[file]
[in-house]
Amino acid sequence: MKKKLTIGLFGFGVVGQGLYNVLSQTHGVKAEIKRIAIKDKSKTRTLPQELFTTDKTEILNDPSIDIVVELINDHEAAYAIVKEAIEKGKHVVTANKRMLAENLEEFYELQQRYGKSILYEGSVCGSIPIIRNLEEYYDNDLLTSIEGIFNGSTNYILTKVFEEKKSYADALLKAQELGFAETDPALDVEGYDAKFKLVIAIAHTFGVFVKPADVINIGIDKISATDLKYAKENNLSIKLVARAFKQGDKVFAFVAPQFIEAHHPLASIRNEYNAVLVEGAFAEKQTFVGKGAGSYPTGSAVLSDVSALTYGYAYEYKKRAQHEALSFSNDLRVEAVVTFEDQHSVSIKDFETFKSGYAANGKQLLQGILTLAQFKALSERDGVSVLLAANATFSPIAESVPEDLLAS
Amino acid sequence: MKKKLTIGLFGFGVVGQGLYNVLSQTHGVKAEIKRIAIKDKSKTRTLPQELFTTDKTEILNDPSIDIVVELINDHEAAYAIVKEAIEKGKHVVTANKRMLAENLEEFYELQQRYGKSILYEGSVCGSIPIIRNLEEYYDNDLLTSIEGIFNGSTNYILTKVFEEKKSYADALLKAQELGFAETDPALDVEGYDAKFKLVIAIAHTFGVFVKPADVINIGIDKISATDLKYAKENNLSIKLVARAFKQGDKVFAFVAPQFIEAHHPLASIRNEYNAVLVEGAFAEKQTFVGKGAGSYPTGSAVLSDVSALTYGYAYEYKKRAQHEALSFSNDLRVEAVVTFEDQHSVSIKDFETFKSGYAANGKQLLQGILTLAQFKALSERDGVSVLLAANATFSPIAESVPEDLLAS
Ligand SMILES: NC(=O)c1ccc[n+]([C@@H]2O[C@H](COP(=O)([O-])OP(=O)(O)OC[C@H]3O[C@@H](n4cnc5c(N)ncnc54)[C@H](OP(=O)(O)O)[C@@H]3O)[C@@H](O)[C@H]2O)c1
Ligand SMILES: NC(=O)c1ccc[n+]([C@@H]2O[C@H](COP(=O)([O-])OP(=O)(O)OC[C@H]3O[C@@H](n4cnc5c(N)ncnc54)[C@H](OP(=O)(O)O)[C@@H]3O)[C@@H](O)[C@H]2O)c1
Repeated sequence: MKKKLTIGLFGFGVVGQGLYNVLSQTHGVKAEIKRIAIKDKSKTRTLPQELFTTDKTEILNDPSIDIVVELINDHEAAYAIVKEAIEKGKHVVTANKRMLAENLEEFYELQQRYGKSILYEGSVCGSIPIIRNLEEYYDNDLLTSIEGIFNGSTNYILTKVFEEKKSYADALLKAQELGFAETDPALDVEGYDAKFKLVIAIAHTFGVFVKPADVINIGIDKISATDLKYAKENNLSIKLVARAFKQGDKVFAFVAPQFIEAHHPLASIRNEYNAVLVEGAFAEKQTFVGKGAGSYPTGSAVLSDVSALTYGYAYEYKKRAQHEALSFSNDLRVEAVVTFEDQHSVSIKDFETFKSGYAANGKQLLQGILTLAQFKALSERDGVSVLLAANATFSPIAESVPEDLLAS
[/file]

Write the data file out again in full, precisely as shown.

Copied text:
[in-house]
Amino acid sequence: MKKKLTIGLFGFGVVGQGLYNVLSQTHGVKAEIKRIAIKDKSKTRTLPQELFTTDKTEILNDPSIDIVVELINDHEAAYAIVKEAIEKGKHVVTANKRMLAENLEEFYELQQRYGKSILYEGSVCGSIPIIRNLEEYYDNDLLTSIEGIFNGSTNYILTKVFEEKKSYADALLKAQELGFAETDPALDVEGYDAKFKLVIAIAHTFGVFVKPADVINIGIDKISATDLKYAKENNLSIKLVARAFKQGDKVFAFVAPQFIEAHHPLASIRNEYNAVLVEGAFAEKQTFVGKGAGSYPTGSAVLSDVSALTYGYAYEYKKRAQHEALSFSNDLRVEAVVTFEDQHSVSIKDFETFKSGYAANGKQLLQGILTLAQFKALSERDGVSVLLAANATFSPIAESVPEDLLAS
Amino acid sequence: MKKKLTIGLFGFGVVGQGLYNVLSQTHGVKAEIKRIAIKDKSKTRTLPQELFTTDKTEILNDPSIDIVVELINDHEAAYAIVKEAIEKGKHVVTANKRMLAENLEEFYELQQRYGKSILYEGSVCGSIPIIRNLEEYYDNDLLTSIEGIFNGSTNYILTKVFEEKKSYADALLKAQELGFAETDPALDVEGYDAKFKLVIAIAHTFGVFVKPADVINIGIDKISATDLKYAKENNLSIKLVARAFKQGDKVFAFVAPQFIEAHHPLASIRNEYNAVLVEGAFAEKQTFVGKGAGSYPTGSAVLSDVSALTYGYAYEYKKRAQHEALSFSNDLRVEAVVTFEDQHSVSIKDFETFKSGYAANGKQLLQGILTLAQFKALSERDGVSVLLAANATFSPIAESVPEDLLAS
Ligand SMILES: NC(=O)c1ccc[n+]([C@@H]2O[C@H](COP(=O)([O-])OP(=O)(O)OC[C@H]3O[C@@H](n4cnc5c(N)ncnc54)[C@H](OP(=O)(O)O)[C@@H]3O)[C@@H](O)[C@H]2O)c1
Ligand SMILES: NC(=O)c1ccc[n+]([C@@H]2O[C@H](COP(=O)([O-])OP(=O)(O)OC[C@H]3O[C@@H](n4cnc5c(N)ncnc54)[C@H](OP(=O)(O)O)[C@@H]3O)[C@@H](O)[C@H]2O)c1
Repeated sequence: MKKKLTIGLFGFGVVGQGLYNVLSQTHGVKAEIKRIAIKDKSKTRTLPQELFTTDKTEILNDPSIDIVVELINDHEAAYAIVKEAIEKGKHVVTANKRMLAENLEEFYELQQRYGKSILYEGSVCGSIPIIRNLEEYYDNDLLTSIEGIFNGSTNYILTKVFEEKKSYADALLKAQELGFAETDPALDVEGYDAKFKLVIAIAHTFGVFVKPADVINIGIDKISATDLKYAKENNLSIKLVARAFKQGDKVFAFVAPQFIEAHHPLASIRNEYNAVLVEGAFAEKQTFVGKGAGSYPTGSAVLSDVSALTYGYAYEYKKRAQHEALSFSNDLRVEAVVTFEDQHSVSIKDFETFKSGYAANGKQLLQGILTLAQFKALSERDGVSVLLAANATFSPIAESVPEDLLAS